Early Mammals Had Social Lives, Too

Early Mammals Had Social Lives, Too
Chipmunk-like animals that lived among the dinos appear to have been social creatures, which suggests that sociality arose in mammals earlier than scientists thought. Christopher Intagliata reports.

Seventy-six million years ago, a group of small mammals huddled in a burrow, in what’s now Montana. They were good diggers—most likely furry—and petite. 

“They could sit comfortably in the palm of your hand. These things if you saw them running around today, you’d think it’s a small rodent. A chipmunk or mouse.” 

Lucas Weaver is a mammal paleobiologist at University of Washington. 

These little creatures didn’t belong to any of the three main mammal groups on the planet today—which are the placental mammals, like us; monotremes, like the platypus; and marsupials, like koalas and kangaroos. 

Instead, they belonged to another, now extinct, group called the “multituberculates.” 

“They have these really bizarre molars with multiple bumps. Which is where they get their name, multituberculate. Just means ‘many bumps.'”

Weaver and his colleagues have studied the fossilized skulls and skeletons of these animals, dug up in Montana, and they’ve given them a name—Filikomys primaevus. Friendly or neighborly mouse. 

The details are in the journal Nature Ecology and Evolution. [Lucas N. Weaver et al, Early mammalian social behaviour revealed by multituberculates from a dinosaur nesting site]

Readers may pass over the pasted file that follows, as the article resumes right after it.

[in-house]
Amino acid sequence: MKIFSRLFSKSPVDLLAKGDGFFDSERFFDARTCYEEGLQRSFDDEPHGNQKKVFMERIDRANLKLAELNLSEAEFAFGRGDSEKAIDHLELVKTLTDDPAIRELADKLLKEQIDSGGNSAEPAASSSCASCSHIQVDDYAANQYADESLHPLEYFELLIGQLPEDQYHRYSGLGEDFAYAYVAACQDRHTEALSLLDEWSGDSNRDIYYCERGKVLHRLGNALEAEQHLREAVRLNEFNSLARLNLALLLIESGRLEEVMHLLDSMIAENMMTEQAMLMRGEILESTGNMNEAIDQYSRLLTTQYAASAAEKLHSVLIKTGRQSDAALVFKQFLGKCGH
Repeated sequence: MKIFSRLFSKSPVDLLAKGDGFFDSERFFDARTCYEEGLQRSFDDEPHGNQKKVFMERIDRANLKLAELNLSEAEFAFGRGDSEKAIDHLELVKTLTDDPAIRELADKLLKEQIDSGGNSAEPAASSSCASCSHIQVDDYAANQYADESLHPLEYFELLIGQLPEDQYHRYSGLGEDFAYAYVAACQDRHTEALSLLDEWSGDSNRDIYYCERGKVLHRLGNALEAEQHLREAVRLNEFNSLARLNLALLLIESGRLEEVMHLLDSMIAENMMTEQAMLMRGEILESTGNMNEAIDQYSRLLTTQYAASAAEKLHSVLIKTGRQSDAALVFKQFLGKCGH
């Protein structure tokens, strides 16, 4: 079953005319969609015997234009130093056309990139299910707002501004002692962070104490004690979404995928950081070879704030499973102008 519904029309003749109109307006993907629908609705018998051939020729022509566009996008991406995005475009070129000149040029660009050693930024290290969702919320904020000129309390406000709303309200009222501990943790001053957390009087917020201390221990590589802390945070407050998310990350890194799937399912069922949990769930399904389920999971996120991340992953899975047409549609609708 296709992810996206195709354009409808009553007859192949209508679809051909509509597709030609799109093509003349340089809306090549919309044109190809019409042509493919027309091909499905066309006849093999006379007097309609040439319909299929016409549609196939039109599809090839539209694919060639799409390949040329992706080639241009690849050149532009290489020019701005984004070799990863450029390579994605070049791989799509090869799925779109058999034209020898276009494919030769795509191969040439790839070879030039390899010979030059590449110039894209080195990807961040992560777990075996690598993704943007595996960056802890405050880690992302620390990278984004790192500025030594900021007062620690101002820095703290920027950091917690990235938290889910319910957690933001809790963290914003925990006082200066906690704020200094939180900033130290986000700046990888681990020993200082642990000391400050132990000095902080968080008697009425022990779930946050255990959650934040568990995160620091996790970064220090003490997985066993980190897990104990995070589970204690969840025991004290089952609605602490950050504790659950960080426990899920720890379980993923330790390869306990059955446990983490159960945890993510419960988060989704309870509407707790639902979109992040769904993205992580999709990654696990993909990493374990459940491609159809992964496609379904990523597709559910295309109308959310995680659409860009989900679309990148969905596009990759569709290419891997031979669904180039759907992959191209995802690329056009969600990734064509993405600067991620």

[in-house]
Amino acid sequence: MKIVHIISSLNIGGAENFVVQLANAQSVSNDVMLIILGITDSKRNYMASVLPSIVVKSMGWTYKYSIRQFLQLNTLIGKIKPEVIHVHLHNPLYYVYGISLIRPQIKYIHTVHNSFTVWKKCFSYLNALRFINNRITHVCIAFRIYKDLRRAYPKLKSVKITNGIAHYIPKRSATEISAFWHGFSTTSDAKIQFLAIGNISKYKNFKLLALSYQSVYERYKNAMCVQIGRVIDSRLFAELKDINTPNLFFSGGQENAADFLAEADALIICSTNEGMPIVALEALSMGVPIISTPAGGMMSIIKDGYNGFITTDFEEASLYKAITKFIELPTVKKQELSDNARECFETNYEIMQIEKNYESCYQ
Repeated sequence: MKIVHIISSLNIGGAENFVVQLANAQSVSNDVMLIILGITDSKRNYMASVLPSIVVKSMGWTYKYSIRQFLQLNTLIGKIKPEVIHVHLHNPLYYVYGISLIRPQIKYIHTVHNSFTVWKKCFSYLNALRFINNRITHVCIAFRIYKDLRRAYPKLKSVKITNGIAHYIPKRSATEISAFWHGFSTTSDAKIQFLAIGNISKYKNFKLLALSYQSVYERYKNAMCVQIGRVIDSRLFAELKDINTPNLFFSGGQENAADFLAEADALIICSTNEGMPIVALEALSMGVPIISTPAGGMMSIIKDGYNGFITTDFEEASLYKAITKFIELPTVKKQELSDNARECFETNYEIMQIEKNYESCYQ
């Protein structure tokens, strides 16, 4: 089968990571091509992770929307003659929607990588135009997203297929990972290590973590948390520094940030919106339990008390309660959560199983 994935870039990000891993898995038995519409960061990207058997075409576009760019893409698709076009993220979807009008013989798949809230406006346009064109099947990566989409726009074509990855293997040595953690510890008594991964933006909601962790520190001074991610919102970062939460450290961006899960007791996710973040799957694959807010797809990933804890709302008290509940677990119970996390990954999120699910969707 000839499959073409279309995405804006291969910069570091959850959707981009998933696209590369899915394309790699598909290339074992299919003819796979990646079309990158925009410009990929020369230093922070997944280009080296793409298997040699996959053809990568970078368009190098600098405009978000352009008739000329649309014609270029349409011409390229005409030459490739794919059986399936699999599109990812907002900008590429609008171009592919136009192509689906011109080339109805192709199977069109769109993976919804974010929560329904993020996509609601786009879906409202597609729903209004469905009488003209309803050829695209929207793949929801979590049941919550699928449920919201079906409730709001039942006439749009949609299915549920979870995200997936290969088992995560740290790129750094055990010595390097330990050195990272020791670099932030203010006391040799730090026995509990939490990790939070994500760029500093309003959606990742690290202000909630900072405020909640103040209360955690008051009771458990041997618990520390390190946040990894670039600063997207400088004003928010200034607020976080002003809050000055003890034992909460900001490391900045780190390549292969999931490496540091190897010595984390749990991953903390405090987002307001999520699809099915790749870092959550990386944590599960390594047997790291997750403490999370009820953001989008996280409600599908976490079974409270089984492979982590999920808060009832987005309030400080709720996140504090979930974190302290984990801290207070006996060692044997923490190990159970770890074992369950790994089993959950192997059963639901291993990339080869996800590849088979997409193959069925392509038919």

Weaver says drought or climate change may have killed the animals, though it’s hard to be sure. But the critters were fossilized together in ways that suggest they sought out each others’ company. That’s a big deal, because it’s commonly thought that social behavior didn’t arise in mammals until after the death of the dinosaurs, 10 million years after these small critters hung out together.

“The narrative for decades is mammals living during time of dinos were mostly solitary rat-like creatures scuttling in the night under dinos. And so the fact we’re finding these multituberculate mammals—a totally unrelated group of mammals—exhibiting social behavior means this was probably not uncommon under these early mesozoic mammals. And it changes the narrative that sociality as somehow unique to placental mammals.” 

Even today, social behavior is relatively rare among mammals. But these findings suggest the need for company in some mammalian species is an ancient evolutionary invention.

—Christopher Intagliata

[The above text is a transcript of this podcast.]

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